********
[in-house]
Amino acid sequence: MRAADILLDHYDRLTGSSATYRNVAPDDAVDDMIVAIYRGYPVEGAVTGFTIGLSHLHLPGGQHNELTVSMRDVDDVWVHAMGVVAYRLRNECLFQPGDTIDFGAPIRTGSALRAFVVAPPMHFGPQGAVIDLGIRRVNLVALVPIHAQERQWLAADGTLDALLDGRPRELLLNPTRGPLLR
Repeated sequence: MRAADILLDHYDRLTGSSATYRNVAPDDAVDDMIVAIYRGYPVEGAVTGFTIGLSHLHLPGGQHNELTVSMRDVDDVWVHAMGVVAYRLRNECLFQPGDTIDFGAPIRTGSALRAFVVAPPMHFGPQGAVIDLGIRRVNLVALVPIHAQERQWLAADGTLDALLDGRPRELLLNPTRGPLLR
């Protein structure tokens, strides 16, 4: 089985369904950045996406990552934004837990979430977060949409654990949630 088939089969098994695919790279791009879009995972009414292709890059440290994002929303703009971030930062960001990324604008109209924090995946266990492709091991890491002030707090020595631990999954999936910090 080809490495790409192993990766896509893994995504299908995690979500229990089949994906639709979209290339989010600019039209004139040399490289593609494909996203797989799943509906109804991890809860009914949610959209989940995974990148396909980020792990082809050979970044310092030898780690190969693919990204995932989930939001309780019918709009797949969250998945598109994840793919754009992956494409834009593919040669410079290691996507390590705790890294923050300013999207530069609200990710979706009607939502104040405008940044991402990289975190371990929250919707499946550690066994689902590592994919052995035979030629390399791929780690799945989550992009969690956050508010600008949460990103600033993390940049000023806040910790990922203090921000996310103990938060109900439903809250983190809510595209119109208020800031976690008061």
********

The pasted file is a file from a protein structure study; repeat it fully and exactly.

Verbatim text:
[in-house]
Amino acid sequence: MRAADILLDHYDRLTGSSATYRNVAPDDAVDDMIVAIYRGYPVEGAVTGFTIGLSHLHLPGGQHNELTVSMRDVDDVWVHAMGVVAYRLRNECLFQPGDTIDFGAPIRTGSALRAFVVAPPMHFGPQGAVIDLGIRRVNLVALVPIHAQERQWLAADGTLDALLDGRPRELLLNPTRGPLLR
Repeated sequence: MRAADILLDHYDRLTGSSATYRNVAPDDAVDDMIVAIYRGYPVEGAVTGFTIGLSHLHLPGGQHNELTVSMRDVDDVWVHAMGVVAYRLRNECLFQPGDTIDFGAPIRTGSALRAFVVAPPMHFGPQGAVIDLGIRRVNLVALVPIHAQERQWLAADGTLDALLDGRPRELLLNPTRGPLLR
């Protein structure tokens, strides 16, 4: 089985369904950045996406990552934004837990979430977060949409654990949630 088939089969098994695919790279791009879009995972009414292709890059440290994002929303703009971030930062960001990324604008109209924090995946266990492709091991890491002030707090020595631990999954999936910090 080809490495790409192993990766896509893994995504299908995690979500229990089949994906639709979209290339989010600019039209004139040399490289593609494909996203797989799943509906109804991890809860009914949610959209989940995974990148396909980020792990082809050979970044310092030898780690190969693919990204995932989930939001309780019918709009797949969250998945598109994840793919754009992956494409834009593919040669410079290691996507390590705790890294923050300013999207530069609200990710979706009607939502104040405008940044991402990289975190371990929250919707499946550690066994689902590592994919052995035979030629390399791929780690799945989550992009969690956050508010600008949460990103600033993390940049000023806040910790990922203090921000996310103990938060109900439903809250983190809510595209119109208020800031976690008061």